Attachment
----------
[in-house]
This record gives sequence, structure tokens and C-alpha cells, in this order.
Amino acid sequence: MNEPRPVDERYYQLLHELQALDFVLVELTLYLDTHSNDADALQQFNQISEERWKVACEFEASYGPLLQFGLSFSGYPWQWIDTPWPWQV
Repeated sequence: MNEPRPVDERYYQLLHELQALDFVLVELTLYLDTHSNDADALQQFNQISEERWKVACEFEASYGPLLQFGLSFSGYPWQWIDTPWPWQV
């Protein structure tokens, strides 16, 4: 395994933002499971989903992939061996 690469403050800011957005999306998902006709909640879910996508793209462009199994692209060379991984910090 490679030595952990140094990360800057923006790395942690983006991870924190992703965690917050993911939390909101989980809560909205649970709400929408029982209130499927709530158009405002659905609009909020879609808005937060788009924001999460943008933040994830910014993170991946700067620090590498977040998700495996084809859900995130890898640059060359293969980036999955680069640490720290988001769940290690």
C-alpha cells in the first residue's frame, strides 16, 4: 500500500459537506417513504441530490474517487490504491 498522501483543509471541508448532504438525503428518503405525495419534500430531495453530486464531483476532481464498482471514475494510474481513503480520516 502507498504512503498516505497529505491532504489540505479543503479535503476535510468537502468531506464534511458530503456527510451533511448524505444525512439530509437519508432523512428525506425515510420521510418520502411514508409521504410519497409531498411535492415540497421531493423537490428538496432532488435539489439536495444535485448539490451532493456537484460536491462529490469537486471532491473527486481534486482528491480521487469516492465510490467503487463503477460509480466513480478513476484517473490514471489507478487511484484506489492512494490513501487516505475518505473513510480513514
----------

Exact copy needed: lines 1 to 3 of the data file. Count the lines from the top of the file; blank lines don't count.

[in-house]
This record gives sequence, structure tokens and C-alpha cells, in this order.
Amino acid sequence: MNEPRPVDERYYQLLHELQALDFVLVELTLYLDTHSNDADALQQFNQISEERWKVACEFEASYGPLLQFGLSFSGYPWQWIDTPWPWQV